LANGSTON — O.C. Simpson’s contributions to Langston University’s goat research program during his lifetime have enabled the program to thrive even after his death in February.
More than 300 acres serve as home to about 1,500 goats on the university’s campus. The goats produce milk, meat, cheese, yogurt, ice cream, cashmere and mohair for research, demonstration and extension activities.
This is what Simpson had in mind when he established the program, now called the E (Kika) de la Garza American Institute for Goat Research, in 1984. When the institute was established, they only had two goats.
“The goat was a forgotten animal,” said Marvin Burns, dean and research director at Langston University. “He saw the future and importance of goat research on a worldwide basis before anybody thought about the goat as a research animal.”
Goat meat, in terms of the quantity that is consumed on a worldwide basis, surpasses any other meat; it’s about 70 percent of the red meat eaten globally, according to the United States Department of Agriculture.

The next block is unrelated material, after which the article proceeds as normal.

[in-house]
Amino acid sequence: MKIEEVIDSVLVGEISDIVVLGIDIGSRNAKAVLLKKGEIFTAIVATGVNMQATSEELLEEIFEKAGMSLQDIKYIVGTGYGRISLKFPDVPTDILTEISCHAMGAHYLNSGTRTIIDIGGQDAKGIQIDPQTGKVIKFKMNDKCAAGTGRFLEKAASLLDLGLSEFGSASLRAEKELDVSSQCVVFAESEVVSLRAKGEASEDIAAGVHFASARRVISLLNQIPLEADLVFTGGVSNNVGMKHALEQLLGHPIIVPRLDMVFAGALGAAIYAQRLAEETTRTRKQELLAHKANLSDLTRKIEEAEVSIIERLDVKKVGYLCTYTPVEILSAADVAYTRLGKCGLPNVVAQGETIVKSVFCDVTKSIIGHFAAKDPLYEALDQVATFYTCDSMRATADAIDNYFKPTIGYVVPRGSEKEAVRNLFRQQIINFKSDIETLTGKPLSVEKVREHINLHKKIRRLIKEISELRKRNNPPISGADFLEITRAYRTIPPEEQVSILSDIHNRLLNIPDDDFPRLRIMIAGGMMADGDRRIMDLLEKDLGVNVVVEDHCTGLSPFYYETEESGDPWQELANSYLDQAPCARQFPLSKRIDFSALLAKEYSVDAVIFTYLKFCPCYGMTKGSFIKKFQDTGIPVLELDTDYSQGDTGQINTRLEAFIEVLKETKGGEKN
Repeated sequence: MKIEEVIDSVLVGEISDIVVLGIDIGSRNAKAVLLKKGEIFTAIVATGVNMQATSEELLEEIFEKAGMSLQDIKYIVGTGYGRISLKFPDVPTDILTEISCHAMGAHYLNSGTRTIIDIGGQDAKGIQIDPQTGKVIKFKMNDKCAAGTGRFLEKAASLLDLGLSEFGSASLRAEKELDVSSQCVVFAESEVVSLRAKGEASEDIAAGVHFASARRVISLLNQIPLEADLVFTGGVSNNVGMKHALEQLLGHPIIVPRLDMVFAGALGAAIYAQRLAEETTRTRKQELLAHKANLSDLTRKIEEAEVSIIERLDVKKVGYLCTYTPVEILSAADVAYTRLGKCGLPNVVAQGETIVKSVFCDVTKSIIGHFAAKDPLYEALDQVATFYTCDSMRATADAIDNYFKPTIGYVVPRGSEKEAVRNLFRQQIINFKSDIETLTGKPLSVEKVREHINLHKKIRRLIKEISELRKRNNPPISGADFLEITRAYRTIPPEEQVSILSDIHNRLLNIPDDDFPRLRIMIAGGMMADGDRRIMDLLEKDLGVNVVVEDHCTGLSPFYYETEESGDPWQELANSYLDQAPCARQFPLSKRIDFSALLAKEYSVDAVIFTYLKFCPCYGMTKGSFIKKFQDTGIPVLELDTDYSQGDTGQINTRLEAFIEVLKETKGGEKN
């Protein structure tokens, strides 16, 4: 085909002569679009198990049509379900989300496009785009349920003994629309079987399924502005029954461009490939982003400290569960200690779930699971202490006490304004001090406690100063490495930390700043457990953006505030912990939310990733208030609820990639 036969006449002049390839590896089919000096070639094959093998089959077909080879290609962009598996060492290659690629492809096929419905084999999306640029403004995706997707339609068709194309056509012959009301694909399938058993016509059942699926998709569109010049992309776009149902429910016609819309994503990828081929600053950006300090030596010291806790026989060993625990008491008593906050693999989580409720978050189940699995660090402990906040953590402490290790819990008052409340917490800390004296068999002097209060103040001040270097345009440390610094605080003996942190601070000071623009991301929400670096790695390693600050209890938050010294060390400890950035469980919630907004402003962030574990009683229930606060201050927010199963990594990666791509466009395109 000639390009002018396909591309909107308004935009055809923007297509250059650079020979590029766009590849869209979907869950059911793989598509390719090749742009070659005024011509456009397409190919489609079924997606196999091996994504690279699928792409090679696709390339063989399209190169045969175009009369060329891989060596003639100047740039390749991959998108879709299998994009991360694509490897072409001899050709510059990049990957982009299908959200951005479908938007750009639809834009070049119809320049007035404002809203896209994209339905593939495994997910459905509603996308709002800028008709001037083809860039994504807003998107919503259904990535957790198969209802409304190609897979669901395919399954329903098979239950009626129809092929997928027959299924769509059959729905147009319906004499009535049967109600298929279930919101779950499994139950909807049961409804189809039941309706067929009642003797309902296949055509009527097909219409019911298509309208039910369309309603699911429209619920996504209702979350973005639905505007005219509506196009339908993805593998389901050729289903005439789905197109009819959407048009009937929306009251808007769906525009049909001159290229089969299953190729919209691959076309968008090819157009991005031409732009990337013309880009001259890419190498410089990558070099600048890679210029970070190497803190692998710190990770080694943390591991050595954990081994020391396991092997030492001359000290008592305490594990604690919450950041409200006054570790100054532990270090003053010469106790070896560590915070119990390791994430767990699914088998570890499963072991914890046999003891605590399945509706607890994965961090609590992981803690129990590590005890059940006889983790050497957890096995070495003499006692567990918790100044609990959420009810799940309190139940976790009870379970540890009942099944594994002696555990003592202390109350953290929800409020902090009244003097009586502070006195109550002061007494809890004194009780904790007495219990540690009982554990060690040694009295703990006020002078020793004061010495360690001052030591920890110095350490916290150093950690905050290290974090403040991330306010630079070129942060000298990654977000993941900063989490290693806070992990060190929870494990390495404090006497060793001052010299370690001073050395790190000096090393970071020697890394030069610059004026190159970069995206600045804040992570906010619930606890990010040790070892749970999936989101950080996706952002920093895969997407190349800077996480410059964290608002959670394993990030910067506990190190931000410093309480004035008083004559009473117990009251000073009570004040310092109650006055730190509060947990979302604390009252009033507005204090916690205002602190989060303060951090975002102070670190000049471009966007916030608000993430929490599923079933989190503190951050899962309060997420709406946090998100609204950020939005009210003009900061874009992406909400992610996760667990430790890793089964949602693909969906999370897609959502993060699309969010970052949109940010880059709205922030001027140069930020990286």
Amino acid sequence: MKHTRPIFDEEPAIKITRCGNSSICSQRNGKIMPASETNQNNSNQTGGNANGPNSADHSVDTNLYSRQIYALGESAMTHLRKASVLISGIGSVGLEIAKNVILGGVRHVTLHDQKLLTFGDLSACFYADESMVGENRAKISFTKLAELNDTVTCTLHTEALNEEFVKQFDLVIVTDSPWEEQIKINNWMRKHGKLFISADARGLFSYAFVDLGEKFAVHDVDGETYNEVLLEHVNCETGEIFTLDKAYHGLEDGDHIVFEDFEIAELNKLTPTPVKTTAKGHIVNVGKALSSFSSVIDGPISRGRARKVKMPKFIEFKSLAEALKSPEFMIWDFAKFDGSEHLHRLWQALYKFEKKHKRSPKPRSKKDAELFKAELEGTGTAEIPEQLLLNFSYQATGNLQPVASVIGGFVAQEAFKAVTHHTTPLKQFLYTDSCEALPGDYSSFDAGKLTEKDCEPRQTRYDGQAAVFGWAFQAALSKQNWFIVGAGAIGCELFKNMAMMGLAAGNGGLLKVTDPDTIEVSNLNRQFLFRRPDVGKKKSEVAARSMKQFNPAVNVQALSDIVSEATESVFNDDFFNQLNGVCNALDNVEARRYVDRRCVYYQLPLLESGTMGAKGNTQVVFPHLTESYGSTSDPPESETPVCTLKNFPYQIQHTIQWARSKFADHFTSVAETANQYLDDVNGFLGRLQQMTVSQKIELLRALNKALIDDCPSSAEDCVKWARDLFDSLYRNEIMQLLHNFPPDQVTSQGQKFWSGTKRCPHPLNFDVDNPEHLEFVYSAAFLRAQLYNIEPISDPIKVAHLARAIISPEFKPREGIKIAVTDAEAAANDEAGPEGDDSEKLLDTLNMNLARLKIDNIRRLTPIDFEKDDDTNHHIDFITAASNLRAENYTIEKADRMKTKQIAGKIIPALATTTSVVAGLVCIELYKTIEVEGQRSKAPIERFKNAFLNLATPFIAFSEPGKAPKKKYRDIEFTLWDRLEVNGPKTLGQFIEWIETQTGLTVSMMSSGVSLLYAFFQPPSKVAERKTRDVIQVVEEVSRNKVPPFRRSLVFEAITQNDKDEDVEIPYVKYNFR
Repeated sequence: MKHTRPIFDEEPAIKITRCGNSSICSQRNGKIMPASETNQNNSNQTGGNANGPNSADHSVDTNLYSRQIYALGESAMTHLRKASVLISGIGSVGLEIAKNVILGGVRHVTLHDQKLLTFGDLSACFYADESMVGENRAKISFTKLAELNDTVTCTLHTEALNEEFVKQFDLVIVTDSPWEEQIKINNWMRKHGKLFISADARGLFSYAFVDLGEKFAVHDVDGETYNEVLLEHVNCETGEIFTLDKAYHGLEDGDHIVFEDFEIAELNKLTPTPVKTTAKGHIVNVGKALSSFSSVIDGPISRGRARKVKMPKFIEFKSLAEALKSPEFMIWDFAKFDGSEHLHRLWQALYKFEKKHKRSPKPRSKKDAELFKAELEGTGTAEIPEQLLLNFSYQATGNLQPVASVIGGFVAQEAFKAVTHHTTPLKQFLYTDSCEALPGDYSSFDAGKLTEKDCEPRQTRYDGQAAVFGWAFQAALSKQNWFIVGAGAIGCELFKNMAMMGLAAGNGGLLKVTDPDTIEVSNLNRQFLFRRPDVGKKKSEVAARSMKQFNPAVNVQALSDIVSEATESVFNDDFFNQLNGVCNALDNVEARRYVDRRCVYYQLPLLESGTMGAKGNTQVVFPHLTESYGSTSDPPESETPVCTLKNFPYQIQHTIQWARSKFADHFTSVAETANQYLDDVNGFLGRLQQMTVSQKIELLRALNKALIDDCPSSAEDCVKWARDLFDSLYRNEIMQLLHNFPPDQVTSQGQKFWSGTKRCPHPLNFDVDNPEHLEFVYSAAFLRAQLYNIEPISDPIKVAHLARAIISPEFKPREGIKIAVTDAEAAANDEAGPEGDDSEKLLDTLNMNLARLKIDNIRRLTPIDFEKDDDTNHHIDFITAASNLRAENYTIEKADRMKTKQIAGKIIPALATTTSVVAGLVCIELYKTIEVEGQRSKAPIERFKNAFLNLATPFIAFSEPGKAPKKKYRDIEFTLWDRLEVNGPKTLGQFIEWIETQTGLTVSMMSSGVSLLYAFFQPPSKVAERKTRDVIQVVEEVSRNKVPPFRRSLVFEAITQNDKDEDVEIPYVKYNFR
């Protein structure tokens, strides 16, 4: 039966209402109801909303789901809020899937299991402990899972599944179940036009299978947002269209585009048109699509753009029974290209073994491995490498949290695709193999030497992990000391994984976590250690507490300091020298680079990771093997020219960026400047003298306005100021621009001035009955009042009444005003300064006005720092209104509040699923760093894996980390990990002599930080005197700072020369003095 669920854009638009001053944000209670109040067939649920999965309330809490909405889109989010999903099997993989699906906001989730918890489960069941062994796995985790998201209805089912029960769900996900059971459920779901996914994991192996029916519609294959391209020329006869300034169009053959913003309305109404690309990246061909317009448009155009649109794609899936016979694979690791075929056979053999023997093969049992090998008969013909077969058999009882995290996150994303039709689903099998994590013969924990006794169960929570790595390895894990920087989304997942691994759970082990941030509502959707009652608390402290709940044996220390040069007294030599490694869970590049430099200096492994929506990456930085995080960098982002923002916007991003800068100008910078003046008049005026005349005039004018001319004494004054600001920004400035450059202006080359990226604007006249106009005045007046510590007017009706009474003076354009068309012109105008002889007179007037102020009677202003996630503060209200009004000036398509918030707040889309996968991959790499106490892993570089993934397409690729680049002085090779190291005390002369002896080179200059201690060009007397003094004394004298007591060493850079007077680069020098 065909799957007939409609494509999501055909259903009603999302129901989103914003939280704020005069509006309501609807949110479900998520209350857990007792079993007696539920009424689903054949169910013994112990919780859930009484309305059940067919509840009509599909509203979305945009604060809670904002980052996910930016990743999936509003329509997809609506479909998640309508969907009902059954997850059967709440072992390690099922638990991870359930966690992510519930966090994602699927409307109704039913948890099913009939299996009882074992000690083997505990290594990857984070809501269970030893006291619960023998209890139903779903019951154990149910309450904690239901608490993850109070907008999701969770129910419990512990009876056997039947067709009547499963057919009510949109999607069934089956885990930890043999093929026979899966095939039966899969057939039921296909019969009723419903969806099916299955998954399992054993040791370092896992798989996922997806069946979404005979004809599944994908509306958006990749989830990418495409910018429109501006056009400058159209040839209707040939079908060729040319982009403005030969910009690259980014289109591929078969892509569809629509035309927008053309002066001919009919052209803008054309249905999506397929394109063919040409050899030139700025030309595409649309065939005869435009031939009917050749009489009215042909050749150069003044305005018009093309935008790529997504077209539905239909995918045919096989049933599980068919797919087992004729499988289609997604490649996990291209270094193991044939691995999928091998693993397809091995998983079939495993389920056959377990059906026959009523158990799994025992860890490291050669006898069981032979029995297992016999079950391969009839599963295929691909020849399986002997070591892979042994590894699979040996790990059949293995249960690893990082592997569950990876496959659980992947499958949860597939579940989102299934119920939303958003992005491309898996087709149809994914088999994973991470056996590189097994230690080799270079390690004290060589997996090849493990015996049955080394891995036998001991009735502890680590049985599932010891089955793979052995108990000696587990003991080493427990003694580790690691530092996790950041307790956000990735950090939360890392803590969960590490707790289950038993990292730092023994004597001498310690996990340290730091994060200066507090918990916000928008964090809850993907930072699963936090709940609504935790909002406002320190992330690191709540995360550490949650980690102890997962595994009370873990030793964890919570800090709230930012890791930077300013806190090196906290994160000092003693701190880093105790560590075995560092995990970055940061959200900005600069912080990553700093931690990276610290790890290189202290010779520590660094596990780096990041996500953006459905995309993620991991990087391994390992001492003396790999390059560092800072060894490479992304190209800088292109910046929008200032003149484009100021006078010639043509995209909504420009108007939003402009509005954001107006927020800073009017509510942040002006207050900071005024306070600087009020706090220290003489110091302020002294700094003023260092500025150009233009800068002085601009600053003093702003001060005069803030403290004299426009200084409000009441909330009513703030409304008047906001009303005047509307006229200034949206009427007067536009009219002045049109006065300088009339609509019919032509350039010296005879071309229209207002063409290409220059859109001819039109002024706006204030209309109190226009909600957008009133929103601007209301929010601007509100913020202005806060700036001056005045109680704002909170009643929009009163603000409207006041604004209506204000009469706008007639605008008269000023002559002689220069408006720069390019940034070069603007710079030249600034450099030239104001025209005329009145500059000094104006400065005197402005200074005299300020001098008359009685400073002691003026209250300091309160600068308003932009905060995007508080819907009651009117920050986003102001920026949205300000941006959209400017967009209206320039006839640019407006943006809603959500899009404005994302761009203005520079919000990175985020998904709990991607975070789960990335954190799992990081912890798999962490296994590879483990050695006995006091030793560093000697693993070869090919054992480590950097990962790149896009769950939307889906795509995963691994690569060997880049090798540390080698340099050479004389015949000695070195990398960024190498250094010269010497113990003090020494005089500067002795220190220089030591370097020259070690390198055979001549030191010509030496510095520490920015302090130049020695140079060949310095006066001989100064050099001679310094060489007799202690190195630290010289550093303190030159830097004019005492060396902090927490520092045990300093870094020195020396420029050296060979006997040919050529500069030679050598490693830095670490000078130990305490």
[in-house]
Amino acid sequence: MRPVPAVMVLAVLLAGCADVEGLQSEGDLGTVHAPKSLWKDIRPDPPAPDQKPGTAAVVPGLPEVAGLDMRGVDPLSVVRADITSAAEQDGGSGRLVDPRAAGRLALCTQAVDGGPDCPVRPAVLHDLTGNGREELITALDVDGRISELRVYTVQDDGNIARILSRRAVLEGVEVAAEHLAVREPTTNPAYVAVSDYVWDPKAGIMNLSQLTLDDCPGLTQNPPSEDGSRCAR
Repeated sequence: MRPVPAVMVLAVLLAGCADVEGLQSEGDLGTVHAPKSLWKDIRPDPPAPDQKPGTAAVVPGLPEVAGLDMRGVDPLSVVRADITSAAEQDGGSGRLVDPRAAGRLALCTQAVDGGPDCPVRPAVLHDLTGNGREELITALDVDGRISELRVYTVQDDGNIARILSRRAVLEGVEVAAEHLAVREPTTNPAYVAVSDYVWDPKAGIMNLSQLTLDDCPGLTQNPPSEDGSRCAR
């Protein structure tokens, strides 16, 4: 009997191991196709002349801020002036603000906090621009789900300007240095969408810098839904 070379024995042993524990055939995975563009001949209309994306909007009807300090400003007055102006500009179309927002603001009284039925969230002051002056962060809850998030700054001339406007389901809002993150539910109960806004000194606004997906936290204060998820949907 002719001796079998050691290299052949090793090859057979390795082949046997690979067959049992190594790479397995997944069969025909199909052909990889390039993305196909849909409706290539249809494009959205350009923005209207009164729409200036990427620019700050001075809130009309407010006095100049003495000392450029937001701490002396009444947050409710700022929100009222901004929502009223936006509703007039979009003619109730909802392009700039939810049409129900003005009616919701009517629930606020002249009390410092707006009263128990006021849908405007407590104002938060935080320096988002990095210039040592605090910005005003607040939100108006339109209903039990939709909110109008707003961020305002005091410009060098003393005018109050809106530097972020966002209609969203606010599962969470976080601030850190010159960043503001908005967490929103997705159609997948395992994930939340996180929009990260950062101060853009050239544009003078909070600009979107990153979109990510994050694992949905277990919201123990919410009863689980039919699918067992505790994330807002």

The program has had influence on goat research on every continent.
“When Israel needed to find an institution in the world to work on goat research with them in cyanide, they came to Langston University,” Burns said.
Simpson was one of the first to do research with the Northwest A&F University near Xi’an, China. He established the first “memorandum of understanding” between Langston University and a university in China.
Since that time, the institute has had a continuous relationship with universities in China.
Goat research helps solve problems such as disease, viruses, parasitism and helps farmers better utilize their resources.
Goats suffer from a lot of the same problems humans do. They suffer from viruses, bacteria and cancer. The organism that causes disease is virtually the same.
Each of the program’s five goat breeds has a specialization. The breeds are Alpine, Boer, Spanish, Angora and fainting goats.
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